Children And Divorce: Custody Does Not Mean Ownership
When a court awards custody of a child to one parent, it does not mean the other parent will lose all rights and obligations regarding the child’s welfare. Custody grants the rights and responsibilities to one or both parents to make major decisions concerning the child as determined by the court or the agreement of both parties.
At Brazil & Benske, LLC, in Milwaukee, we offer guidance through all aspects of child custody and placement cases, including complex cases involving grandparents and extended family and modifications to existing arrangements when one parent moves or circumstances change. Changes in custody arrangements often require changes in child support as well, and we will help make sure your children receive the emotional and financial support they need.
Mediation Is Required When Custody Or Placement Is In Dispute
In any disputed child custody or placement matter, the court will order the parents to enter into mediation. If you are handling the case on your own or have already hired a lawyer who does not have experience with custody mediation, you can still call us to discuss your concerns. We offer services to help you arrive at a mediated child custody and placement agreement.
How Wisconsin Courts Determine Custody Arrangements
If a custody or placement arrangement cannot be worked out in mediation or collaborative negotiations and the dispute must go to trial, the court will always make its judgment based on the best interests of the child, with a presumption that joint custody is usually the best option. Factors the court considers include:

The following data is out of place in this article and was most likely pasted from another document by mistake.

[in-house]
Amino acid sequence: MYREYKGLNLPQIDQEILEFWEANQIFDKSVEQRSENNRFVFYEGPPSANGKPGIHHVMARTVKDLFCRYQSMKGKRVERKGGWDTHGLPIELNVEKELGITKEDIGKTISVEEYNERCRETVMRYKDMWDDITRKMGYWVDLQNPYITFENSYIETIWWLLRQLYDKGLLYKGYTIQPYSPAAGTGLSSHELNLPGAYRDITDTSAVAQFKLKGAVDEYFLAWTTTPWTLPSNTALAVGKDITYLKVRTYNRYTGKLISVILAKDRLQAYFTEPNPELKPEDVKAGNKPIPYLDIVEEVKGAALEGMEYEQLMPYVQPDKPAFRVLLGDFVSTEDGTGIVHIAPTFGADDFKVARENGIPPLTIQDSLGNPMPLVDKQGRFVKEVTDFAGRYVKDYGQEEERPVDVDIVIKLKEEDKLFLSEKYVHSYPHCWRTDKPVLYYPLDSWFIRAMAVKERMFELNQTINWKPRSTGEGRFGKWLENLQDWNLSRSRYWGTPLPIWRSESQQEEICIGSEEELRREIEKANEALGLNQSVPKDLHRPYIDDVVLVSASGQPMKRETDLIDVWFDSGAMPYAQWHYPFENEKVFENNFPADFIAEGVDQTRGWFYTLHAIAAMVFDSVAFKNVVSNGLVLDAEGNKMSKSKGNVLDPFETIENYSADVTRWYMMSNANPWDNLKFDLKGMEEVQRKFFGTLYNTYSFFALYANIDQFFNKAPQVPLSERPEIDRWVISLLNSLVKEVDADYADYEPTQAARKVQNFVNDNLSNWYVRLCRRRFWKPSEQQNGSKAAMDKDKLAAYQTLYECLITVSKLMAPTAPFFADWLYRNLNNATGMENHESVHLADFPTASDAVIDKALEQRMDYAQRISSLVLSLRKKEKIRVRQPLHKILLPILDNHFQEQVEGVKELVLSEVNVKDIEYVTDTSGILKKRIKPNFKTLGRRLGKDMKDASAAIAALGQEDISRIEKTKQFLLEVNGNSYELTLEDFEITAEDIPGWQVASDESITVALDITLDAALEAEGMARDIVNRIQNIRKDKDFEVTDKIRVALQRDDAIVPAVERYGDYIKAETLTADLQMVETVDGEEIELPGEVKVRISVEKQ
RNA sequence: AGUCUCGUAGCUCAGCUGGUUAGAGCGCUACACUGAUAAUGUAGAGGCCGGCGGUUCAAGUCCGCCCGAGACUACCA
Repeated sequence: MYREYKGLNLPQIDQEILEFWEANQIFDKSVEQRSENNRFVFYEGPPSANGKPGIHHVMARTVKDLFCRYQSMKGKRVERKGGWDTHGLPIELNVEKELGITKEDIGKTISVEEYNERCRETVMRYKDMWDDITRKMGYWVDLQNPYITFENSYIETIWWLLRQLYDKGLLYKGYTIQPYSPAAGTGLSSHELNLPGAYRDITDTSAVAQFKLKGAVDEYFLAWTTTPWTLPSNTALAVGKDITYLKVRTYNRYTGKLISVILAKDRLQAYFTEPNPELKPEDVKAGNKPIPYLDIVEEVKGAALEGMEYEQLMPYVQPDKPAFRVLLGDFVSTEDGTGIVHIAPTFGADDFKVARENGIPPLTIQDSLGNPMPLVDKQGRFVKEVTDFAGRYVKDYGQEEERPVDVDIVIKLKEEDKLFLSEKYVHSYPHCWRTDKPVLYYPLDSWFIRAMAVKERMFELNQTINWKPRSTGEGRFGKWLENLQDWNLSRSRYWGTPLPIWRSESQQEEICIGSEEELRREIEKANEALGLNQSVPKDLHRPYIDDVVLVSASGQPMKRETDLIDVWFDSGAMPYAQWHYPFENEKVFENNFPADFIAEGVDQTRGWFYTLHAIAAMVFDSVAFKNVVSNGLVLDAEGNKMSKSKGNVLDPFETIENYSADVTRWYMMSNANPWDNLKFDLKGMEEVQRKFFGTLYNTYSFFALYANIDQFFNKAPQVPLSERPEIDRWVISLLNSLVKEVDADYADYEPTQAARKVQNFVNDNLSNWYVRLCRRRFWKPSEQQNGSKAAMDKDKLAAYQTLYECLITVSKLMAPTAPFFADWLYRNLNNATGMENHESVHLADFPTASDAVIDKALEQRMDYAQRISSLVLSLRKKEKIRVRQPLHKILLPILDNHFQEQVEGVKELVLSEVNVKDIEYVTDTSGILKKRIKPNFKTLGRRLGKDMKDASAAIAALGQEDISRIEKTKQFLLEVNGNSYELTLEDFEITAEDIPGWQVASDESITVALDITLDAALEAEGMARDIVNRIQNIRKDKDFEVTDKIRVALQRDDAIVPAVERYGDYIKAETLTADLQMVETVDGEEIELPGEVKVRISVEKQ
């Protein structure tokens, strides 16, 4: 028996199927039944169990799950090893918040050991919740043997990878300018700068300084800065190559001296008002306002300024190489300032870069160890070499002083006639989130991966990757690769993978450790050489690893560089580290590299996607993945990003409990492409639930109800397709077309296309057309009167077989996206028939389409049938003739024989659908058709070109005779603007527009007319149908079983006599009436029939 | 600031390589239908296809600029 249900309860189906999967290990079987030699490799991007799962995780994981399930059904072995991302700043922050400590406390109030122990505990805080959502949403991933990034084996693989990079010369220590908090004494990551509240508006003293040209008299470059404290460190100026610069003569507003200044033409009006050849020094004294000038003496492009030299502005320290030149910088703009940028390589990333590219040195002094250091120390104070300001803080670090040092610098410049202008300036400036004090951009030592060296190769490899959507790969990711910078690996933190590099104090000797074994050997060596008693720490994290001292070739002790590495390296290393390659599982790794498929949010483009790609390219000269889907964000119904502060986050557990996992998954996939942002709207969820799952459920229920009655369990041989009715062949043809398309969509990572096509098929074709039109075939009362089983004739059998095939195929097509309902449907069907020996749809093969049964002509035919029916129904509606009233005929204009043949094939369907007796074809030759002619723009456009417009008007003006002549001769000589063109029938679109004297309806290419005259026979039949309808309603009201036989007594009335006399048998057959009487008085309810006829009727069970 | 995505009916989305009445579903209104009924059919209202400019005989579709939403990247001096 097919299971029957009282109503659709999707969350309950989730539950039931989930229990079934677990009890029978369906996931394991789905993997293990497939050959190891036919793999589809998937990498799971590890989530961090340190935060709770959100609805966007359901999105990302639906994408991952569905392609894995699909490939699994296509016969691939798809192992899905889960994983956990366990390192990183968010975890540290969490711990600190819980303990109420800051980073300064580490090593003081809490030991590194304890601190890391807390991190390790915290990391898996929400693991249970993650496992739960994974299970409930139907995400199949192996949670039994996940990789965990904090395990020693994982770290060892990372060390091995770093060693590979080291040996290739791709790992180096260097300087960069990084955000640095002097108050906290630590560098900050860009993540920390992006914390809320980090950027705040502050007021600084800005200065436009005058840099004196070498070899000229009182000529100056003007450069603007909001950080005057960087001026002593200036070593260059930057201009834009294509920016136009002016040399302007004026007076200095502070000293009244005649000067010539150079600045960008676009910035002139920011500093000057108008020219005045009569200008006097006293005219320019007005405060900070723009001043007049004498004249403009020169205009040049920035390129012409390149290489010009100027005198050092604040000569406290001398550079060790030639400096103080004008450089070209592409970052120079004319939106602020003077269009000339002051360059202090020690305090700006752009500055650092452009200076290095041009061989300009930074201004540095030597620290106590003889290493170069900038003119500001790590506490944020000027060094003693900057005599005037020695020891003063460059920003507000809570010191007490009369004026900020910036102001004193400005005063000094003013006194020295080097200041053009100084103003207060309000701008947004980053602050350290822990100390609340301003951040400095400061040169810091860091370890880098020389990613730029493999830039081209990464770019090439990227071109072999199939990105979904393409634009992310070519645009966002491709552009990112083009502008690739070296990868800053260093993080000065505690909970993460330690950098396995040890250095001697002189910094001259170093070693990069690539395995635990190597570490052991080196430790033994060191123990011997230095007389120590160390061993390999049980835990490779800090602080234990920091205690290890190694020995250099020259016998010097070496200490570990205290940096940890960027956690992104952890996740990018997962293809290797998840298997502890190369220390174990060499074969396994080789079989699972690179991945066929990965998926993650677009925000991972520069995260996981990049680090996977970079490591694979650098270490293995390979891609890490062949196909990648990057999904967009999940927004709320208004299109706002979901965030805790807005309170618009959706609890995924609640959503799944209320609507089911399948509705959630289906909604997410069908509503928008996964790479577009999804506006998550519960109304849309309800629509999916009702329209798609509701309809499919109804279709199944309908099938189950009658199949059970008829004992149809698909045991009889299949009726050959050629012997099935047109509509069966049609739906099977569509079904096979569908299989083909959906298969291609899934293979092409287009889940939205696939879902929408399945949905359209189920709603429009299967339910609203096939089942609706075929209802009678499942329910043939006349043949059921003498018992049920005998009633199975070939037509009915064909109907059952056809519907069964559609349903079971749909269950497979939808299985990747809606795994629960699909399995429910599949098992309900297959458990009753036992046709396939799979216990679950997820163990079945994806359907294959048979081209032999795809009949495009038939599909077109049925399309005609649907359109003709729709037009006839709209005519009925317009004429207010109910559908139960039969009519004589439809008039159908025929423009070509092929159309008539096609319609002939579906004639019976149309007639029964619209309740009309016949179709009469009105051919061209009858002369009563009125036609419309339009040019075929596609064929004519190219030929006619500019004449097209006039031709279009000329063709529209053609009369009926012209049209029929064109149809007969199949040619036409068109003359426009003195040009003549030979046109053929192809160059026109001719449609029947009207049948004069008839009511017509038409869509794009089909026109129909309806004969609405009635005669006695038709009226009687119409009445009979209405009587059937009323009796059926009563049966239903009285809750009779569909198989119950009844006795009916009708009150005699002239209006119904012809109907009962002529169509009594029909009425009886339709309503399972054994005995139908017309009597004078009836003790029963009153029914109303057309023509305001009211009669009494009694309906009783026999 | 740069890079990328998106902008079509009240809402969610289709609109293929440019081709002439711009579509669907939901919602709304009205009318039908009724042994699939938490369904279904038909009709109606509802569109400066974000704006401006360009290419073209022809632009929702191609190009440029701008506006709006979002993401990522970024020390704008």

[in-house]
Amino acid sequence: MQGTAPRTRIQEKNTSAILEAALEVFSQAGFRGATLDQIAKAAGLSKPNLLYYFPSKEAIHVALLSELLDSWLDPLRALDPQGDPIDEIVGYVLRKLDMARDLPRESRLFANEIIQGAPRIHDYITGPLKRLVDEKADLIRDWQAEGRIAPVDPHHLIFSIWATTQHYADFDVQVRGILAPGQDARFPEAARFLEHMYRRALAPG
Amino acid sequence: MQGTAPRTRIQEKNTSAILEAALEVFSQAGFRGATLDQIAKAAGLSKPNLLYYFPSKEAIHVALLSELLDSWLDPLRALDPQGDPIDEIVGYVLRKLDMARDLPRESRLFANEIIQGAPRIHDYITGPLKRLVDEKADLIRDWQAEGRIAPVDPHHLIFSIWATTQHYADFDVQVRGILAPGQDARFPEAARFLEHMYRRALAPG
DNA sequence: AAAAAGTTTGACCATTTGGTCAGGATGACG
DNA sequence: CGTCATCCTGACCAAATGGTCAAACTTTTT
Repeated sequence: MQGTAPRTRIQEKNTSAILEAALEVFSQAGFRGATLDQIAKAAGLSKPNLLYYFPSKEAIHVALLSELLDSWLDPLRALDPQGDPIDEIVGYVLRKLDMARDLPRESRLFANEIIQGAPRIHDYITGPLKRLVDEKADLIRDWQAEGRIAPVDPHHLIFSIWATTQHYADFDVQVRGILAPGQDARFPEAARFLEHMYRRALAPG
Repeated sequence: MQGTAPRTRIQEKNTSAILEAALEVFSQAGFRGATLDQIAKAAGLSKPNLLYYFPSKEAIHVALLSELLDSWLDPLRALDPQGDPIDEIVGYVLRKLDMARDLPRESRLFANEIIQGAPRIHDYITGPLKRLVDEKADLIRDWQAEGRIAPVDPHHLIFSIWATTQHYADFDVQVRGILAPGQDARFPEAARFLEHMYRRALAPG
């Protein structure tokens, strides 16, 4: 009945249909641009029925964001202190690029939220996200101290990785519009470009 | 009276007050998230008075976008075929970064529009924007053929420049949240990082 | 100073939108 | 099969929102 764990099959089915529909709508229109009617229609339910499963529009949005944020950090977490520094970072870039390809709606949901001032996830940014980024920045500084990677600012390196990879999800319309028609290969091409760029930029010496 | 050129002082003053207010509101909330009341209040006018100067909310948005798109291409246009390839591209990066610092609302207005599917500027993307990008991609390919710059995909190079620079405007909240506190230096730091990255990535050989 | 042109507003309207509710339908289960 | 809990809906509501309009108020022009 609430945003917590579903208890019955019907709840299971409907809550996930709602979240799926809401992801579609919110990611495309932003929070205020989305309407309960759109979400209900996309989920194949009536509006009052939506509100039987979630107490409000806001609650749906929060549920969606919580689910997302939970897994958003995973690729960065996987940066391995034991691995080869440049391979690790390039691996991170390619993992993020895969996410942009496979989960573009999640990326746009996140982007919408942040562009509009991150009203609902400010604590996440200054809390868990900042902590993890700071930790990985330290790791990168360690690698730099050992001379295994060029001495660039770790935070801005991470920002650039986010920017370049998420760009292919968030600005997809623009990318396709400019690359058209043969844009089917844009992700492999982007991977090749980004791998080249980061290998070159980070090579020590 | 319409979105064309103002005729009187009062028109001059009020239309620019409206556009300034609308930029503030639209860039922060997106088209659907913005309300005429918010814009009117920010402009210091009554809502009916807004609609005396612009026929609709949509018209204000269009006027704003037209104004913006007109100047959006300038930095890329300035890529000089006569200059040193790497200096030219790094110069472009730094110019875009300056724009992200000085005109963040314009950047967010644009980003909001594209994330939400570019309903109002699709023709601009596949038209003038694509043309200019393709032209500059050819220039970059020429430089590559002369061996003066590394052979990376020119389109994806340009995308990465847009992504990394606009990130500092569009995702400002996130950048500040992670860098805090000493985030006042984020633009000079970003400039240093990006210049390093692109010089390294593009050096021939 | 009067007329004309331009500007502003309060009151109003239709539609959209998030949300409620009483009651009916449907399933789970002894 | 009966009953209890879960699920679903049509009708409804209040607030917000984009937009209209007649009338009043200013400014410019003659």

- The wishes of the child, which may be communicated by the child, through a guardian ad litem appointed for the child or by another professional
- The child’s relationship with each parent, with siblings and with any other person who may significantly affect the child’s best interests
- The amount and quality of time each parent spent with the child in the past
- Any necessary changes to the parents’ custodial roles and any reasonable lifestyle changes that a parent proposes to make to be able to spend time with the child in the future
- The child’s adjustment to the home, school, religion and community
- The age of the child and the child’s developmental and educational needs at different ages
- The mental and physical health of the parties, the minor children and others living in the proposed custodial household
- The need for reoccurring and meaningful periods of parenting time and physical placement to provide predictability and stability for the child
- The availability of public or private child care services
- Whether each party can support the other party’s relationship with the child, or whether one party is likely to interfere with the child’s continuing relationship with the other party or to unreasonably refuse to cooperate or communicate with the other party
“When parents can’t agree on what is in the best interest of a child, all of our attorneys are well-equipped to aggressively protect your interests in court. We handle a large number of child custody and appeals cases in Wisconsin.” — Senior partner Paulette Brazil
Get Help Protecting Your Relationship With Your Children
If you need assistance with a child custody and placement matter or would like to learn more about these cost-effective alternatives to going to court, call us at 414-939-0468 or contact us by email. We can help with these and other issues. As your attorneys, we will work to present a strong case in your favor.